timerfd() and system call review
Posted Aug 16, 2007 13:20 UTC (Thu) by pphaneuf
In reply to: timerfd() and system call review
Parent article: timerfd() and system call review
The use for timerfd is one of integration, I think. It's now possible to make an epoll fd, put all of your things in it as well as your timers, and just give back that single fd to an application, telling it to just call a specific function whenever it becomes readable. Note that in those integration situations (a classical example of which being an asynchronous DNS resolver), you don't get to specify the expiration of the select (or similar) call, or at least, not without complicating the interface.
Of course, it can currently be faked with a thread, either entirely (use a single pipe, and put your whole select loop in a thread, managing the timers as well) or in part (if you have epoll, you can put the fds in it, and use a thread just for the timers). You avoid the race conditions and deadlocks by only doing the minimal amount in the thread, just enough to simulate epoll or timerfd.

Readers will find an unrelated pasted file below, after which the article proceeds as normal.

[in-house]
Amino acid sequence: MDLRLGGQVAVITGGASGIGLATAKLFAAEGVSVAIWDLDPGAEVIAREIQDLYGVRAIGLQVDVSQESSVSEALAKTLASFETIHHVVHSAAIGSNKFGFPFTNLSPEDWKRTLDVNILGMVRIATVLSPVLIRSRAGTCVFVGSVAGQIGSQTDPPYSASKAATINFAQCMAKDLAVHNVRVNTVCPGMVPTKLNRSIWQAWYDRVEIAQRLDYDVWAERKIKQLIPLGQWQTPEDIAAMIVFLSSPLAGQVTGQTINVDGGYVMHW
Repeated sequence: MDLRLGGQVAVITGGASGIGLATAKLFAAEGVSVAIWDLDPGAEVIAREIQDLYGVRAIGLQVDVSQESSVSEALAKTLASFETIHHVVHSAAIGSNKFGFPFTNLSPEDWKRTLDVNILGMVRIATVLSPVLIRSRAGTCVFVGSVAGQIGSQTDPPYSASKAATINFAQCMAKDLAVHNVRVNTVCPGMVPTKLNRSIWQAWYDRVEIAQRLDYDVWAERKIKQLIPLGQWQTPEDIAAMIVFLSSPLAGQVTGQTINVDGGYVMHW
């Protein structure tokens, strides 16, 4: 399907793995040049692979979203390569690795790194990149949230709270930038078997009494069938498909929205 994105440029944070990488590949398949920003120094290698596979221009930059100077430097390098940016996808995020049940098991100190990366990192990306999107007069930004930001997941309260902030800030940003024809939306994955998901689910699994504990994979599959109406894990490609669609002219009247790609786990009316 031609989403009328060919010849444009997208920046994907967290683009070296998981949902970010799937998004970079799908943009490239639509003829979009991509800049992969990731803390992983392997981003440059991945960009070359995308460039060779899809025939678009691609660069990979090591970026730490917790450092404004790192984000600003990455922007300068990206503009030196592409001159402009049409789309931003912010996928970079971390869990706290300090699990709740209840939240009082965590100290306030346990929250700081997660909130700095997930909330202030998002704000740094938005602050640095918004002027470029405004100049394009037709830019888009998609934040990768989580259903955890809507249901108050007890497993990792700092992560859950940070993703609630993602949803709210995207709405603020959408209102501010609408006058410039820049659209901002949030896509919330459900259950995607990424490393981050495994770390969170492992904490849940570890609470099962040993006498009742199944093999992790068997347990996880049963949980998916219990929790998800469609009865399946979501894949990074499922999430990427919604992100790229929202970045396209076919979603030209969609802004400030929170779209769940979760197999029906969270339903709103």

What's nice is that with each improvement (epoll and then timerfd), you can make that integration simpler and less complicated (running a thread in the background involves having to deal with untimely termination, making sure to block all signals and other such details). It's also possible to implement the same interface for the application whether you're faking it or not, so you can have some autoconf tests for epoll and timerfd, and then apply the right amount of emulation.
As for the wastefulness, the timer structure is also more or less the same as that "entry" you'd put in a priority queue, and if you use pipes to fake things, you end up having not one, but two file structures, not to mention an almost entirely useless buffer.
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